Why This Oregon Nonprofit Is a Magnet for Money

Bolstering the skills, confidence, and life chances of at-risk kids of color is a super-hot funding area right now. But long before this trend got under way, the Oregon nonprofit, Self Enhancement, Inc. (SEI) was doing trailblazing work in this area.

The organization's history dates back to 1981 when Tony Hopson Sr. began a one-week summer camp for high school boys. By 1990, he'd built an organization providing programs to at-risk youth that attracted national attention when it received a Point of Light Reward from President George H.W. Bush.  

Today, SEI is a 344-employee organization that runs a range of programs for at-risk youth, as well as their families and communities. SEI even has its own charter school, SEI Academy, when it opened in 2004.

A core premise of SEI's work is that young people can't succeed unless they grow up in families and communities that support their successwhich another is idea very much in fashion these days. So in addition to its central focus on youth, SEI also works on issues like employment, housing, parenting education, and even issues like energy assistance and domestic violence.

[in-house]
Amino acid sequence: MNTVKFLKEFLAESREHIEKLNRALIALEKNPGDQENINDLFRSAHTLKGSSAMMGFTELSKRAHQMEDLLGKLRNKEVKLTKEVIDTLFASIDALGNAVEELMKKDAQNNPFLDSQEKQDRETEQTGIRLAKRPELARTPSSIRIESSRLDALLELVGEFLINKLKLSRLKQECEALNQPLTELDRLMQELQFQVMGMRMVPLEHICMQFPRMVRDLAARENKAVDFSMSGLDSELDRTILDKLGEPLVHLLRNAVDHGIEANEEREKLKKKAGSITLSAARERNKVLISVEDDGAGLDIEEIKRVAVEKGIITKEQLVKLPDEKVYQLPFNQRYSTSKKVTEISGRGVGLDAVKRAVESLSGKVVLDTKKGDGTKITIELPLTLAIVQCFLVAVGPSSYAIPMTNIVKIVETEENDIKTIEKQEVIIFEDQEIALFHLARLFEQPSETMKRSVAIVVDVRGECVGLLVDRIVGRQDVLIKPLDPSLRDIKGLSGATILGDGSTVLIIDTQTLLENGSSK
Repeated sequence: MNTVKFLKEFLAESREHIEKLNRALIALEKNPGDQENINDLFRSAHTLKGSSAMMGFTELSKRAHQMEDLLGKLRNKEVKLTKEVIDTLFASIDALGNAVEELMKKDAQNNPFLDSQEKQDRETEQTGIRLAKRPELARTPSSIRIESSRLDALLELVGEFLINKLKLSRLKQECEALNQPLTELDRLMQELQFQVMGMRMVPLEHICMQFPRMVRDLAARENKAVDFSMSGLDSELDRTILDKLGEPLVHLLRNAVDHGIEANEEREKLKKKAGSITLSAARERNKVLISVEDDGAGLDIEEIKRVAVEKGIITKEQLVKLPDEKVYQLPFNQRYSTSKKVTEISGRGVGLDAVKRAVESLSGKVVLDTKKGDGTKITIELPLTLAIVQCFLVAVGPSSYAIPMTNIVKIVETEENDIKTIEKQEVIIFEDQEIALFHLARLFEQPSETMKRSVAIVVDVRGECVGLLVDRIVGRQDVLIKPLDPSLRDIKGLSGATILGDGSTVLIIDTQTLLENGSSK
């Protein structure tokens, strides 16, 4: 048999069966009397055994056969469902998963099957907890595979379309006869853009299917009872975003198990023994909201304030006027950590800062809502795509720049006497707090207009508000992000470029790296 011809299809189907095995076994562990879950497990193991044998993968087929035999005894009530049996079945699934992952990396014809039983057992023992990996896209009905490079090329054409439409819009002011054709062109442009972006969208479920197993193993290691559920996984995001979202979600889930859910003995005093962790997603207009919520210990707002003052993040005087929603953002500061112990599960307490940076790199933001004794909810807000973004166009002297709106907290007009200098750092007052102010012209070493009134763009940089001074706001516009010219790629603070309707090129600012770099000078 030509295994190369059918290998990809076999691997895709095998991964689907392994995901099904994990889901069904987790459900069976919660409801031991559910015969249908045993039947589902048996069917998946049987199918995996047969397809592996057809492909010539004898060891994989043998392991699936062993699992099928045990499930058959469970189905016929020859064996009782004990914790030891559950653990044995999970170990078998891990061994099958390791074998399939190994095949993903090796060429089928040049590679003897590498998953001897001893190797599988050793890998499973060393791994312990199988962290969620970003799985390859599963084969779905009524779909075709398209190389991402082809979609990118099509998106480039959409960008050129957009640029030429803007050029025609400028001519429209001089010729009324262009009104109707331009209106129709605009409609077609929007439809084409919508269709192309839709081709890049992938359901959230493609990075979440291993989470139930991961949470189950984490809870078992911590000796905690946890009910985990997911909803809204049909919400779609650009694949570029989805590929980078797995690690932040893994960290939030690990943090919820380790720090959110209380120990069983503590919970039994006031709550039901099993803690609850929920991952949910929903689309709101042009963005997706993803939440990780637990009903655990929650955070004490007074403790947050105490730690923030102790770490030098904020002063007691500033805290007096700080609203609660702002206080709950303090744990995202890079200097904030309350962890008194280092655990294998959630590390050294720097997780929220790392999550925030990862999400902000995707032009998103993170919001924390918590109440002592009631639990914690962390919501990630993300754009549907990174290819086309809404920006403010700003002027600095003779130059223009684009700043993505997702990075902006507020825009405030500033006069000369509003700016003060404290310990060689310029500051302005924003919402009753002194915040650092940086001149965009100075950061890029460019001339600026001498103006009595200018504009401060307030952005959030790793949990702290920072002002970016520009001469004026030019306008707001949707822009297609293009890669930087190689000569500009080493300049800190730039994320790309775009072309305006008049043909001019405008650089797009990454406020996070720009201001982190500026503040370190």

That comprehensive approach is one reason why the group has been a magnet for philanthropic dollars over the years, pulling in different funders for different reasonsincluding many national foundations. A partial list of its national funders over the past decade includes the California Endowment, the Edna McConnell Clark Foundation, the Gates Foundation, the Walton Family Foundation, and the philanthropic arms of America's banks: Bank of America, JP Morgan Chase, Citi, and Wells Fargo. 

But SEI has done best with local foundations, raising money from many of the top funders in the Pacific Northwest. One long-time funder is the James F. and Marion L. Miller Foundation, which began funding SEI not longer after opening its doors in 2002.

The foundation's latest grant to SEI is its biggest yet: $225,000 in "three year capacity building support for the expansion of academic supports to students" in the predominantly African American middle schools in the Jefferson High School cluster of Portland.